Does the design/construction statute of repose protect an engineering firm that conducted an inspection of a newly built structure for a prospective purchaser? Manney v. MBV Engineering, Inc. District Court of Appeal, Florida (2019), by Hugh Anderson

Summary: In 2002 Manney retained MBV Engineering to review the construction drawings and inspect a newly built house that Manney was planning to purchase. MBV informed Manney that the structural integrity of the house was excellent. Manney purchased the house.

Thirteen years later Manney retained a structural engineer who reported that the house had significant structural defects, including a design defect in the foundation. Shortly after learning of these defects, Manney filed a lawsuit against MBV alleging negligence in the 2002 inspection. MBV filed a motion to dismiss based on Florida’s 10-year statute of repose, which requires that claims “founded on design, planning, or construction of an improvement to real property” be commenced within 10 years of the first actual possession of the improvements. The trial court found that MBV’s inspection work “related to the planning, design, and construction” and therefore MBV was entitled to the protection of the statute of repose. As a result the trial court dismissed Manney’s lawsuit because it was commenced more than 10 years after first possession. Manney appealed.

Decision: The appellate court reversed the trial court’s ruling. The court reasoned that MBV did not “design, plan, or construct” the house, and held that a claim based on negligence in analyzing the design and inspecting the construction was a step removed from a claim “founded on” design or construction errors. The appellate court concluded that MBV was not shielded by the statute of repose, and instructed the parties to return to the trial court for further proceedings.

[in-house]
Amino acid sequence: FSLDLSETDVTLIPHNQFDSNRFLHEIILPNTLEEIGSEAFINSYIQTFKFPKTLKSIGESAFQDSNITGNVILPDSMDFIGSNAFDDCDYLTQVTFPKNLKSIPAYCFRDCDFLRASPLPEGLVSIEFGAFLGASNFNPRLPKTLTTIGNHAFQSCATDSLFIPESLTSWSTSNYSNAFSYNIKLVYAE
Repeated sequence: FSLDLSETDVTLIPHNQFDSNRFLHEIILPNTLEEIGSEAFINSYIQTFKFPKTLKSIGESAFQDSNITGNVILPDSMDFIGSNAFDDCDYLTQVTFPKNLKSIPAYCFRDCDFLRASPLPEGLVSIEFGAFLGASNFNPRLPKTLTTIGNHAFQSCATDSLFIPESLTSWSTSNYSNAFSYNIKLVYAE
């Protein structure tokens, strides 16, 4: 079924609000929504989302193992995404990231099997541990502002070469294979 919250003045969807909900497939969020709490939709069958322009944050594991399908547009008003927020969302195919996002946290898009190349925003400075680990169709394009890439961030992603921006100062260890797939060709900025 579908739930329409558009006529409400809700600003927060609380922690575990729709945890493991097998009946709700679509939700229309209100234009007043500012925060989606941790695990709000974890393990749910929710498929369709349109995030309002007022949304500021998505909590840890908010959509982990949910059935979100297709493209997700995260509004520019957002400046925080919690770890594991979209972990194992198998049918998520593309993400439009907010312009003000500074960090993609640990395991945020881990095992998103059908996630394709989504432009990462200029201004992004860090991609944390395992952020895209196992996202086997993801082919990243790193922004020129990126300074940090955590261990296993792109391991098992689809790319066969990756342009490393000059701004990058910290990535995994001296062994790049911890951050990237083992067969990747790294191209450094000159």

Comment: The trial court had taken a broad view, perhaps reasoning that the purpose of statutes of repose is to avoid stale claims that are very difficult to adjudicate many years after the event. The trial court’s standard was whether the claim “related to” design or construction—a standard arguably consistent with the intent of the statute of repose. The appellate court took a narrower view, focusing on the precise words of the statute (only claims “founded on” design or construction are barred).
The result of the Manney v. MBV decision is that the architect and construction contractor that allegedly committed errors in the design/construction are shielded from liability, while the inspector that failed to detect those errors is not.

Although not much information is given in the published case regarding the nature of the defects, during further proceedings MBV may be able to pursue a defense that the owner knew or should have known about the defects much sooner than 13 years after the house was constructed. It is also possible that the errors were not detectable through a standard inspection.
One minor point of interest about the Florida statute of repose is that the repose period starts “after the date of actual possession by the owner…” This differs from the approach taken by most statutes of repose, which measure the repose period from the date of substantial completion.